An annual roundup of coyote pups allows researchers to study the Cook County population.
Mike Neri's voice echoed through a suburban forest preserve, announcing his find. He was quickly joined by fellow wildlife biologists who had been combing the underbrush looking for a coyote den. They found Neri scrambling though an ancient junk pile, plucking puppies from rusting car remains.
On that recent moist spring day, the researchers rounded up eight coyote pups, surprisingly docile and predictably adorable.
Visit link below to read the entire article or watch the YouTube video for additional insight.
This story does a wonderful job explaining what goes into our study of pupping season. The work is intensive but remains a highlight of our year as researchers. Several team members have been with the project long enough to know a few generations of animals. Keep in mind the countless hours of work it takes to get just a couple shots of a few coyote pups.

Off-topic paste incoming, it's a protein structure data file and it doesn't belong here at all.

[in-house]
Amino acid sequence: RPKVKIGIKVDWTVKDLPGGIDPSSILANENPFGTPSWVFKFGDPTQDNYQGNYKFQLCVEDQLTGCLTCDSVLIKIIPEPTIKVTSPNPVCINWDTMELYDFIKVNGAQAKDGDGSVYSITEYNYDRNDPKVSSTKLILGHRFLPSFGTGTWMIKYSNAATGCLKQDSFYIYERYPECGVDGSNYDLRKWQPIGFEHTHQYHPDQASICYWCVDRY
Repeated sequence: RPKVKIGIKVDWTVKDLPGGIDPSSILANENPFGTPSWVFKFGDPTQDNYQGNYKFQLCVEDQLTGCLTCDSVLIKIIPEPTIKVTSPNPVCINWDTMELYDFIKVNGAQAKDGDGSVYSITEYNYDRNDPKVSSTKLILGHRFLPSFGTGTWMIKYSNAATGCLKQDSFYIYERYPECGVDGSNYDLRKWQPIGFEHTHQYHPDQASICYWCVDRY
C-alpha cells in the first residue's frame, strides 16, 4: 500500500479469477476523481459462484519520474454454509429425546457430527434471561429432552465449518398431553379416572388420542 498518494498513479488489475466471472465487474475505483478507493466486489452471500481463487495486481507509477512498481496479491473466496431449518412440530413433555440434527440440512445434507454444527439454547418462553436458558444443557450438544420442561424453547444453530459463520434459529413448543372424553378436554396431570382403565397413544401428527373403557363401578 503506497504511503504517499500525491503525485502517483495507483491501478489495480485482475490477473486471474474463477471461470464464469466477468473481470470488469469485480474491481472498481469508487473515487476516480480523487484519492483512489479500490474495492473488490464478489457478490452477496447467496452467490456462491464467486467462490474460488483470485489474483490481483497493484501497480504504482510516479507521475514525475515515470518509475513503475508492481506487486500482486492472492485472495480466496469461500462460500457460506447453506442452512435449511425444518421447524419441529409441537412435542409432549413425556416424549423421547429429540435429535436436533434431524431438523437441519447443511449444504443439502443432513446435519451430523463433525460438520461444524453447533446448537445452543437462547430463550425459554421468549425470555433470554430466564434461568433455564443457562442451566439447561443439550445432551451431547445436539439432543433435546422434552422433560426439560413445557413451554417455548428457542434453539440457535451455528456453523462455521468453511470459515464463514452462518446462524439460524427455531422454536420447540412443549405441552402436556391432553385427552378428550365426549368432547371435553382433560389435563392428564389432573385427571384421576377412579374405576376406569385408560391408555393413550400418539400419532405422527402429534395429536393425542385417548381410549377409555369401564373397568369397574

Also note that coyote pups are returned to their dens almost as quickly as we find them. There is no apparent negative affect on the pups by handling them — they are not abandoned nor do they bond with humans, although we are careful not to interfere longer than necessary.